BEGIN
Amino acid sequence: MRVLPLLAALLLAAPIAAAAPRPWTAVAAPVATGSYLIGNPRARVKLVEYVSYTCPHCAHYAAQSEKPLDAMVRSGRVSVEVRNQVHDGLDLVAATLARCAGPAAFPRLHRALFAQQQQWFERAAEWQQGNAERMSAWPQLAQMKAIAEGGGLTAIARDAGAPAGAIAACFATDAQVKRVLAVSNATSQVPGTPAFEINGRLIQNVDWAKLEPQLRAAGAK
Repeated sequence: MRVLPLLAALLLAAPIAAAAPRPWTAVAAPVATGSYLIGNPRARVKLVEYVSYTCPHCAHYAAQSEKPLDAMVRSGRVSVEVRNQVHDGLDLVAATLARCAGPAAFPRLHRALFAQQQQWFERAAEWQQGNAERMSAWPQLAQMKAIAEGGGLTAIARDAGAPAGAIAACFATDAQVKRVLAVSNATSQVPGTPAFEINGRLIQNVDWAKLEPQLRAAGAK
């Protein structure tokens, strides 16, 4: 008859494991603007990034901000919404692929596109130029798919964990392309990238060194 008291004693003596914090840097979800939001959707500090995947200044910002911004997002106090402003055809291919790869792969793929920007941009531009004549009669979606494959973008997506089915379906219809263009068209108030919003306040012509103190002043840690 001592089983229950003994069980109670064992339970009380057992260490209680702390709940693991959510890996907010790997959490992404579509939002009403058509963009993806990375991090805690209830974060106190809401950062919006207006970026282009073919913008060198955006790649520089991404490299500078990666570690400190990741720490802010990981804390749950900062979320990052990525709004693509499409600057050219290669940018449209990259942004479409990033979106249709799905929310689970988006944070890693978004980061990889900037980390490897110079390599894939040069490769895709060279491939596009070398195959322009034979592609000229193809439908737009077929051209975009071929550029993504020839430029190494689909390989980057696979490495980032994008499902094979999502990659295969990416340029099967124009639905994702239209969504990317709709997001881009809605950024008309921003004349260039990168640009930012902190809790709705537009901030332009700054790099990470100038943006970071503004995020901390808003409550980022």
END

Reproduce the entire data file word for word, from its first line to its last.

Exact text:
Amino acid sequence: MRVLPLLAALLLAAPIAAAAPRPWTAVAAPVATGSYLIGNPRARVKLVEYVSYTCPHCAHYAAQSEKPLDAMVRSGRVSVEVRNQVHDGLDLVAATLARCAGPAAFPRLHRALFAQQQQWFERAAEWQQGNAERMSAWPQLAQMKAIAEGGGLTAIARDAGAPAGAIAACFATDAQVKRVLAVSNATSQVPGTPAFEINGRLIQNVDWAKLEPQLRAAGAK
Repeated sequence: MRVLPLLAALLLAAPIAAAAPRPWTAVAAPVATGSYLIGNPRARVKLVEYVSYTCPHCAHYAAQSEKPLDAMVRSGRVSVEVRNQVHDGLDLVAATLARCAGPAAFPRLHRALFAQQQQWFERAAEWQQGNAERMSAWPQLAQMKAIAEGGGLTAIARDAGAPAGAIAACFATDAQVKRVLAVSNATSQVPGTPAFEINGRLIQNVDWAKLEPQLRAAGAK
């Protein structure tokens, strides 16, 4: 008859494991603007990034901000919404692929596109130029798919964990392309990238060194 008291004693003596914090840097979800939001959707500090995947200044910002911004997002106090402003055809291919790869792969793929920007941009531009004549009669979606494959973008997506089915379906219809263009068209108030919003306040012509103190002043840690 001592089983229950003994069980109670064992339970009380057992260490209680702390709940693991959510890996907010790997959490992404579509939002009403058509963009993806990375991090805690209830974060106190809401950062919006207006970026282009073919913008060198955006790649520089991404490299500078990666570690400190990741720490802010990981804390749950900062979320990052990525709004693509499409600057050219290669940018449209990259942004479409990033979106249709799905929310689970988006944070890693978004980061990889900037980390490897110079390599894939040069490769895709060279491939596009070398195959322009034979592609000229193809439908737009077929051209975009071929550029993504020839430029190494689909390989980057696979490495980032994008499902094979999502990659295969990416340029099967124009639905994702239209969504990317709709997001881009809605950024008309921003004349260039990168640009930012902190809790709705537009901030332009700054790099990470100038943006970071503004995020901390808003409550980022």